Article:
A boy and a girl run around on the grass at the park. The boy tackles the girl. The girl laughs. She gets up and runs away. She loves to run. He chases, she turns and they grab each other, tumble and land in a pile, giggling. After a few minutes, he tackles her again and she lands a bit hard. She is bigger and physical, but he more than holds his own in roughhousing. She pauses for a second. Then she laughs again; she’s still having fun.

Dad gets his attention, and says, “If she’s not having fun, you have to stop.”

He is two. He needs to hear this now, and so does she. And again, and again, and again, so that like wearing a helmet on the bike it is ingrained.

Yes Means Yes blog: “visions of female sexual power & a world without rape”

Parents, siblings, carers, cousins, teachers, tutors, mentors, aunts, uncles, etc, of young children: we have a chance to mold the gender relations of the future.

(via genderqueer)

Such great advice. 

I’ve done this with my kids since the moment they could each sign “more” and “all done” around 8 months old.  More tickles?  Or all done?  More kisses?  Or all done?  More bouncing?  Or all done?

When they’re old enough to play with others, you teach them to constantly check in with each other.  Are you having fun?  Or do you want to be done?

Is the shrieking laughter or fear?  ASK.

Is the giggling from joy or nervousness?  ASK.

Do you like being smacked with pillows?  ASK.

Are you having fun wrestling?  ASK.

And keep asking.  What was fun five minutes ago might not be fun now.

Both kids know the moment something stops being fun, they need to stop.  And they know that their wishes about what is fun and what’s not will be respected by their parents and by each other.  They’ve known it since 8 months old.

This truly isn’t a difficult concept.  It’s easy to teach it by example and it’s incredibly simple for children to do.

Are you having fun?  Or do you want to stop?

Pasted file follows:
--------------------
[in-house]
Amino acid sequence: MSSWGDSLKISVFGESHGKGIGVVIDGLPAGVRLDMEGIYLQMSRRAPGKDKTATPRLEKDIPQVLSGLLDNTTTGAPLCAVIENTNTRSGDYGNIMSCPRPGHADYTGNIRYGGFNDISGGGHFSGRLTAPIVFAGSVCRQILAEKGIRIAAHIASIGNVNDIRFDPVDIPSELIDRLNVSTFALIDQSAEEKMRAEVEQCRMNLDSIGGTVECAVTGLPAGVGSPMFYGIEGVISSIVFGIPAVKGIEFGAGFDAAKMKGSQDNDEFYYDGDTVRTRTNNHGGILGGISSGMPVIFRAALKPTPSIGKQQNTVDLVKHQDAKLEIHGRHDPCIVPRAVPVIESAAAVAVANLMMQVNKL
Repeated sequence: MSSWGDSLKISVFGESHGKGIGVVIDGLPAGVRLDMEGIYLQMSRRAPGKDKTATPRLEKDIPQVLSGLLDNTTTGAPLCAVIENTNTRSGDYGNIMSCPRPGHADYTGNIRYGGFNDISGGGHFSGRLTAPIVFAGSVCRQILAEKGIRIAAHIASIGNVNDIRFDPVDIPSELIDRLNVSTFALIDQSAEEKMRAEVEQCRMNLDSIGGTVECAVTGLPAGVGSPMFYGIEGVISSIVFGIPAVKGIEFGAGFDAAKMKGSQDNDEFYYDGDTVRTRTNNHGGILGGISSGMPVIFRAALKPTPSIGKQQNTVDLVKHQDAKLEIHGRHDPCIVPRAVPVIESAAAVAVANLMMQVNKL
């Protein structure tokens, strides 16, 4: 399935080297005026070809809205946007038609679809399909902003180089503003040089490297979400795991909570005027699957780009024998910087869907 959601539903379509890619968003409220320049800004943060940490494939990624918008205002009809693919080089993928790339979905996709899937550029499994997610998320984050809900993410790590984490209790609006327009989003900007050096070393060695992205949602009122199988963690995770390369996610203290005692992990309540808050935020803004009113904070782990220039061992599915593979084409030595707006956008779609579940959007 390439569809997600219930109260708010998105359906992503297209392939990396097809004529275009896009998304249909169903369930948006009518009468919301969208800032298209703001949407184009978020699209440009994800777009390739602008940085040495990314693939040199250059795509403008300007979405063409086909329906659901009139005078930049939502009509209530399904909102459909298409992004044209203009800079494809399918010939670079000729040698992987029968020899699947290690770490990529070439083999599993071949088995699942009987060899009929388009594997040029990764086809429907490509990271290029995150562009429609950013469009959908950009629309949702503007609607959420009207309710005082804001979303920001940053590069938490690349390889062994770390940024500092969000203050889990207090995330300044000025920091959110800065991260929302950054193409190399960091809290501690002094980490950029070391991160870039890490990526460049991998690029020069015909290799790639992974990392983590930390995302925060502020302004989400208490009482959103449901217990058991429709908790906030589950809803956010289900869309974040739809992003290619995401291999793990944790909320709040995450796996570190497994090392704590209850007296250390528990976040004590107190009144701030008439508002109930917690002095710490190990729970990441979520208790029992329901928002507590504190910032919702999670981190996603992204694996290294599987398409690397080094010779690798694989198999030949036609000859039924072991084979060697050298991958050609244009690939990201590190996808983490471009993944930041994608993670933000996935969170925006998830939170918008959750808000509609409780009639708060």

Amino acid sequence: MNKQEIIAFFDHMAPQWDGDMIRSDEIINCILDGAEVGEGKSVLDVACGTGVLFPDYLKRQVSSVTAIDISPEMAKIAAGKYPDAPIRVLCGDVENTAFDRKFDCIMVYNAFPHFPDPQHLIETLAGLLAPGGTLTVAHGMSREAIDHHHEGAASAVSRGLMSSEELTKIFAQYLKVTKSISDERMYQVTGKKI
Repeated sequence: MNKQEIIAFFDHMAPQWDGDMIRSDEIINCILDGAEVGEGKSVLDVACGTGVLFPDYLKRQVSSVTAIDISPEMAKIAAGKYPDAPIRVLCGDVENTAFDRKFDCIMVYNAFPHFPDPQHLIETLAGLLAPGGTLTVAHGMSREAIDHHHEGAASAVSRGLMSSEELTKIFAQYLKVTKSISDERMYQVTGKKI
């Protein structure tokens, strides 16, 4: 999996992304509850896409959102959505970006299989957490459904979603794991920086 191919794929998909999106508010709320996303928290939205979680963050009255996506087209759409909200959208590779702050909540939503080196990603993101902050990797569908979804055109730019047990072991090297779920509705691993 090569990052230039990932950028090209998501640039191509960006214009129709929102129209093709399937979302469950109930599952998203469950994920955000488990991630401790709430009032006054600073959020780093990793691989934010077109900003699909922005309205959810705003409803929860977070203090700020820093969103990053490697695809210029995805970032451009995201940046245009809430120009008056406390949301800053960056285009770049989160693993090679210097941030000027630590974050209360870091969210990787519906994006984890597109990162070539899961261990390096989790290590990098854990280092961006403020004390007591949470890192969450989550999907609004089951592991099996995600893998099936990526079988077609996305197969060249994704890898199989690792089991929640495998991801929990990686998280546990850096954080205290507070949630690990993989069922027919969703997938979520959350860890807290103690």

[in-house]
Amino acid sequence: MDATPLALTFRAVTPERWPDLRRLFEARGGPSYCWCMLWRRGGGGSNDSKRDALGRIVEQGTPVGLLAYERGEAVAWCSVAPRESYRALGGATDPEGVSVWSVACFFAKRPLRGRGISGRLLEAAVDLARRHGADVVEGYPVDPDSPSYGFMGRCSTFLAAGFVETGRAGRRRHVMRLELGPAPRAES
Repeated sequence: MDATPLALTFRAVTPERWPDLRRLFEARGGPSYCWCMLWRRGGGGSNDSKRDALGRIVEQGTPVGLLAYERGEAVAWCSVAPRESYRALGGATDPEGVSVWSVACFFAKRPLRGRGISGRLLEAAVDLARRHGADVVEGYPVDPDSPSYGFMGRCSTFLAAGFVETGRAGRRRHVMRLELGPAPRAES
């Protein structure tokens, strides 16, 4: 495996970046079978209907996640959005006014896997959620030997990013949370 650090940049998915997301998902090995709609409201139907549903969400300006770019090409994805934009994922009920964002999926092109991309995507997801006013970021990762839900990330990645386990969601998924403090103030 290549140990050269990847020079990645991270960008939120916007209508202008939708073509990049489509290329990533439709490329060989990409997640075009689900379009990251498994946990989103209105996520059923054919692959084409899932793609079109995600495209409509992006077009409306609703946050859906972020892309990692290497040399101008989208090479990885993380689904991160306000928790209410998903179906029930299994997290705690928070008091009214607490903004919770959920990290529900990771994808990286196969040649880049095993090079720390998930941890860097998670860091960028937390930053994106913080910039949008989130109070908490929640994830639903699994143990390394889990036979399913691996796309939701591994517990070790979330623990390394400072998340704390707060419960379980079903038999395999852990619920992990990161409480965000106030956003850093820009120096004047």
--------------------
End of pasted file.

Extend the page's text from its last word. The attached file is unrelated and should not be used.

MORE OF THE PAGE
Fucking teach it, parents.  Please.  ~JJ

(via jcatgrl)





A friend and I were out with our kids when another family’s two-year-old came up. She began hugging my friend’s 18-month-old, following her around and smiling at her. My friend’s little girl looked like she wasn’t so sure she liked this, and at that moment the other little girl’s mom came up and got down on her little girl’s level to talk to her.

“Honey, can you listen to me for a moment? I’m glad you’ve found a new friend, but you need to make sure to look at her face to see if she likes it when you hug her. And if she doesn’t like it, you need to give her space. Okay?”

Two years old, and already her mother was teaching her about consent.

My daughter Sally likes to color on herself with markers. I tell her it’s her body, so it’s her choice. Sometimes she writes her name, sometimes she draws flowers or patterns. The other day I heard her talking to her brother, a marker in her hand.

“Bobby, do you mind if I color on your leg?”

Bobby smiled and moved himself closer to his sister. She began drawing a pattern on his leg with a marker while he watched, fascinated. Later, she began coloring on the sole of his foot. After each stoke, he pulled his foot back, laughing. I looked over to see what was causing the commotion, and Sally turned to me.